The increment data 312 may be stored in a raw data structure 314 as indicated by the object column and reference count column, which reflect the number of times a particular object has been referenced. A filter function 316 applies a probabilistic heuristic profile in the form of a predetermined count criterion to the data in the raw data structure 314 to filer out the objects deemed to be lingering. In the context of the present patent application, the term “heuristics” refers to techniques involving parametric data that measure or relate to a physical property, e.g., size, count, et cetera, associated with the objects of a reference graph. In one embodiment, the filter function 316 operates on the premise that lingering objects are a result of a programming error which causes a reference to a no-longer-needed object to be retained by another object unintentionally. The number of references to an object may therefore be deemed as indicative of whether or not the object is lingering. In one implementation, the predetermined count criterion is a value ranging between about 1-10. For example, if the value is two and the number of references to an object is one or two, the object is deemed to be lingering.
The filter function 316 outputs all objects deemed to be lingering to a filtered data structure 318 which indicates the lingering objects by an object column and reference count column. The objects in the filtered data structure 318 may be subsequently deallocated automatically or the information in the filtered data structure may be presented to a programmer or an end user in the form of a menu, such as a reference graph tree menu, that allows the programmer to judge which references should be deallocated. In this manner the system described herein finds lingering objects located within a heap space so as to facilitate the optimization of the memory usage of the software application. In one embodiment, as will be explained in more detail hereinbelow, the filter function 316 may employ additional heuristics data 320 representative of the results of other engines or performance analysis tools in its filtering analysis.
FIG. 4 depicts one embodiment of a system 400 employing a reference deallocation memory analysis engine 402 for determining lingering objects located in a heap space 404. Similar to FIG. 3, an object reference graph 406 occupying at least a portion of the heap space 404 includes all of the objects having references created by an executing program. The objects are represented in a hierarchical relationship as OBJECT(REFERENCE)1, OBJECT(REFERENCE)2, . . . , OBJECT(REFERENCE)N. The reference deallocation memory analysis engine 402 is operable to determine the amount of memory that could be deallocated by nullifying all the references to a particular object.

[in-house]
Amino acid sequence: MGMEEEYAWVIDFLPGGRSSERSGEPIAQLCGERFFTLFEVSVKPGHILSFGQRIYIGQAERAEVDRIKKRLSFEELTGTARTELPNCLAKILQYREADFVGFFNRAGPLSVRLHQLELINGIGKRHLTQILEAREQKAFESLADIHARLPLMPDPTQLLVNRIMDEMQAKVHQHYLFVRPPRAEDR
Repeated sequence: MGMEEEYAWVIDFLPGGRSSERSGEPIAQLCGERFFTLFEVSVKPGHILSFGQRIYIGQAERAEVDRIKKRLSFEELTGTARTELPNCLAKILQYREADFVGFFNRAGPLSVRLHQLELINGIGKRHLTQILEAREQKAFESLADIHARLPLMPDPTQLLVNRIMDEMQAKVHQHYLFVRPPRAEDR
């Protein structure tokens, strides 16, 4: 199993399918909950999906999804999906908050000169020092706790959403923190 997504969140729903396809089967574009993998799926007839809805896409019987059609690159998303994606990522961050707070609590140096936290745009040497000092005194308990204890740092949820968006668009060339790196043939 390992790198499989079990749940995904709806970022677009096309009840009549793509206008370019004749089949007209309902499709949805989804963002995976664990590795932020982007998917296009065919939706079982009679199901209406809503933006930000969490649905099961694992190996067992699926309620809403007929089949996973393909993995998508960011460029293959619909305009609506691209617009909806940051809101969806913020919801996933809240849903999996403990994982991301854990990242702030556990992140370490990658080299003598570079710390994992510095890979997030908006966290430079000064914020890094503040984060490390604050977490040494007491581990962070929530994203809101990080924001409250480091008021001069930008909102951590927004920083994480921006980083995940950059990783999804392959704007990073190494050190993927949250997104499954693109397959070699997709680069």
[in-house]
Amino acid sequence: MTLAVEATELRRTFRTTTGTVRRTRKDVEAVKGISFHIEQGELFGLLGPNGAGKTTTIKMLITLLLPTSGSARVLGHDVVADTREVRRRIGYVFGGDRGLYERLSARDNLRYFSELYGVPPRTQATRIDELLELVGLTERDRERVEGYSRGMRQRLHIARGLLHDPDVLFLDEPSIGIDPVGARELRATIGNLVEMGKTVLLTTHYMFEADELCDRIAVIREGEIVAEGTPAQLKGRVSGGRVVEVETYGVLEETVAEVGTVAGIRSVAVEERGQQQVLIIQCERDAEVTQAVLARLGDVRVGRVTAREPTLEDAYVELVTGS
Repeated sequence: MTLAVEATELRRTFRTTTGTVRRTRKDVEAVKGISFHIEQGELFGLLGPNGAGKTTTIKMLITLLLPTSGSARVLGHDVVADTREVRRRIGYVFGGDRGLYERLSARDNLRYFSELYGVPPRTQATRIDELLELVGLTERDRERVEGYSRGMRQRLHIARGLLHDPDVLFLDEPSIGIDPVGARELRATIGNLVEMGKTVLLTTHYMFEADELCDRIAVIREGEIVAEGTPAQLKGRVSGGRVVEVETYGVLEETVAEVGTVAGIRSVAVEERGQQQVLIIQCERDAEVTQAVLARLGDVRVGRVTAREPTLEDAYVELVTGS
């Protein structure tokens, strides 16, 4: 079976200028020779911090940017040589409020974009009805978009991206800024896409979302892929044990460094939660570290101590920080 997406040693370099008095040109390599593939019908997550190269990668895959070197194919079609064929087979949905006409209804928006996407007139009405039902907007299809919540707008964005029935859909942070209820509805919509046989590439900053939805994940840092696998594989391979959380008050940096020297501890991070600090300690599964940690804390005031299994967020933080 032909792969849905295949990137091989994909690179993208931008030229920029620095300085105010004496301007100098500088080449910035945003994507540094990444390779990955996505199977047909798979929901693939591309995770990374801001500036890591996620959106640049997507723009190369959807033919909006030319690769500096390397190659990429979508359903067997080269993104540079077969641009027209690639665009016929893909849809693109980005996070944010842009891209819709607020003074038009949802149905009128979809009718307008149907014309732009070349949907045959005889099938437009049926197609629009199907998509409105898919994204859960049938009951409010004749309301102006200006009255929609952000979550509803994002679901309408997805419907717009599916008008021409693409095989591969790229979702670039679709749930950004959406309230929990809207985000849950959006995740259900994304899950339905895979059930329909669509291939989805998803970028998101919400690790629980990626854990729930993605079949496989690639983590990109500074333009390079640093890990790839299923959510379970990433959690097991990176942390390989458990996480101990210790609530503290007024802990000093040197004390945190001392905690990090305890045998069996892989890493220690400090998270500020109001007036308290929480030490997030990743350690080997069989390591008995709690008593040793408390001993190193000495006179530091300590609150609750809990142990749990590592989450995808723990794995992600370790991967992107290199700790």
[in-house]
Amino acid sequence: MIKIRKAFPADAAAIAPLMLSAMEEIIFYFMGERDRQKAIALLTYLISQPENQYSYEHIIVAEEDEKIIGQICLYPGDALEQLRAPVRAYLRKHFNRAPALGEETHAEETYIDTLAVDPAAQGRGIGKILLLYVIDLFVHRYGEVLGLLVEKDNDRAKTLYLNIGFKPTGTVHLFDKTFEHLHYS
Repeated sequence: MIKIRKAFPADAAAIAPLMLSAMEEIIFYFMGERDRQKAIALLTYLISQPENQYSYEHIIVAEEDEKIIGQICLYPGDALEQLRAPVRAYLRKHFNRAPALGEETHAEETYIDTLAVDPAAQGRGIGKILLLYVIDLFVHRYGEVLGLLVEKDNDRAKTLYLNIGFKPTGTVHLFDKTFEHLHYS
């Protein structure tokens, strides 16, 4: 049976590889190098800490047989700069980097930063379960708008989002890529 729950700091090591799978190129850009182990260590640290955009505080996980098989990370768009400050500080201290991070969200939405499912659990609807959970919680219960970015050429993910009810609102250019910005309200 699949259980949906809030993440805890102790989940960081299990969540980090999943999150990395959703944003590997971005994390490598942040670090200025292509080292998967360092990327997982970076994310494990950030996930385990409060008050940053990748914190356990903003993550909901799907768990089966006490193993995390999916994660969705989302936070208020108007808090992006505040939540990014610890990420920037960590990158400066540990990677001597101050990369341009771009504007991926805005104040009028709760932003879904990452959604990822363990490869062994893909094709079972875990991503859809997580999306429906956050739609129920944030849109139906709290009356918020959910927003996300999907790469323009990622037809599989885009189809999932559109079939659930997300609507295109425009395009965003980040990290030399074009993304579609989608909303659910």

Upon receiving an object memory deallocation request 408 from the lingering object engine shown in FIG. 1A, FIG. 1B or FIG. 1C, for example, the deallocation memory analysis engine 402 may initiate a reference nullification and garbage collection operation 410 for each object of the object reference graph 406, a sub-tree portion of the object reference graph 406, or for one object. On each object the operation 410 is being performed, all references to that object are found and removed and the amount of memory, expressed in bytes, that could be deallocated from the heap space 404 by a garbage collection operation is determined and returned as deallocation data 412. For example, as illustrated, the reference nullification and garbage collection operation 410 is being performed on OBJECT 5. Accordingly, all references to OBJECT 5 are removed. The object OBJECT(REFERENCE)4 contains a reference to OBJECT 5 so the reference to OBJECT 5 is removed as indicated by the dashed lines around the REFERENCE portion of OBJECT(REFERENCE)5.
The increment data 412 may be stored in a raw data structure 414 as indicated by the object column and the bytes held column. A filter function 416 is operable to apply a probabilistic heuristic profile in the form of a predetermined memory criterion to filer out objects from the raw data structure 414 deemed to be lingering and store these objects in a filtered data structure 418 as indicated by the column headings “object” and “bytes held.” In one embodiment, the filter function employs a “Bytes Held” metric that determines that an object is lingering if the amount of memory that would become free when the object and the references that point to that object are removed exceeds a threshold value. For example, if the threshold is 10100000 bytes then OBJECT 1, OBJECT 5, OBJECT 7, and OBJECT N-1 are deemed lingering objects.